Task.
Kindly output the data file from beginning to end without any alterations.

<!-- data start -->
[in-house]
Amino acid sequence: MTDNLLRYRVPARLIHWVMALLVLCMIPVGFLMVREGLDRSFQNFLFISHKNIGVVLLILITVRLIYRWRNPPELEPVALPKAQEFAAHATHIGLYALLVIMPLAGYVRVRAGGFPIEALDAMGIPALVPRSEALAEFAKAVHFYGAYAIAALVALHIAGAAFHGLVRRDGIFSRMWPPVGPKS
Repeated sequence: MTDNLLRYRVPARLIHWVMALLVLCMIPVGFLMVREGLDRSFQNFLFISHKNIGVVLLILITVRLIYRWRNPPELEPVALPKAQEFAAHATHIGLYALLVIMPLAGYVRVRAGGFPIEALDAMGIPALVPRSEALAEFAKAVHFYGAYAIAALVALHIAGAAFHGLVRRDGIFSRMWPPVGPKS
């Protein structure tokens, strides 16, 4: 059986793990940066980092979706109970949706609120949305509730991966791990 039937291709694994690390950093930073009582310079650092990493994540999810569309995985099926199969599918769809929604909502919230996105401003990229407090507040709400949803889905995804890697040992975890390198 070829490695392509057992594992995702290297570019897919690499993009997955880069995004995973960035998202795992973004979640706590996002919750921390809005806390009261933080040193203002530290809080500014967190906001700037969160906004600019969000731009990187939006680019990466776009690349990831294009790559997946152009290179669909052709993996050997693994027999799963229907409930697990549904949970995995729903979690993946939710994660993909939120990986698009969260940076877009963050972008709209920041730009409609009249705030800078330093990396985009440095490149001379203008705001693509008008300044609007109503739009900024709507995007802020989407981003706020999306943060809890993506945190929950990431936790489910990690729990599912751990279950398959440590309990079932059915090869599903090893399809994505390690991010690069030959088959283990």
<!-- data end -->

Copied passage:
[in-house]
Amino acid sequence: MTDNLLRYRVPARLIHWVMALLVLCMIPVGFLMVREGLDRSFQNFLFISHKNIGVVLLILITVRLIYRWRNPPELEPVALPKAQEFAAHATHIGLYALLVIMPLAGYVRVRAGGFPIEALDAMGIPALVPRSEALAEFAKAVHFYGAYAIAALVALHIAGAAFHGLVRRDGIFSRMWPPVGPKS
Repeated sequence: MTDNLLRYRVPARLIHWVMALLVLCMIPVGFLMVREGLDRSFQNFLFISHKNIGVVLLILITVRLIYRWRNPPELEPVALPKAQEFAAHATHIGLYALLVIMPLAGYVRVRAGGFPIEALDAMGIPALVPRSEALAEFAKAVHFYGAYAIAALVALHIAGAAFHGLVRRDGIFSRMWPPVGPKS
């Protein structure tokens, strides 16, 4: 059986793990940066980092979706109970949706609120949305509730991966791990 039937291709694994690390950093930073009582310079650092990493994540999810569309995985099926199969599918769809929604909502919230996105401003990229407090507040709400949803889905995804890697040992975890390198 070829490695392509057992594992995702290297570019897919690499993009997955880069995004995973960035998202795992973004979640706590996002919750921390809005806390009261933080040193203002530290809080500014967190906001700037969160906004600019969000731009990187939006680019990466776009690349990831294009790559997946152009290179669909052709993996050997693994027999799963229907409930697990549904949970995995729903979690993946939710994660993909939120990986698009969260940076877009963050972008709209920041730009409609009249705030800078330093990396985009440095490149001379203008705001693509008008300044609007109503739009900024709507995007802020989407981003706020999306943060809890993506945190929950990431936790489910990690729990599912751990279950398959440590309990079932059915090869599903090893399809994505390690991010690069030959088959283990």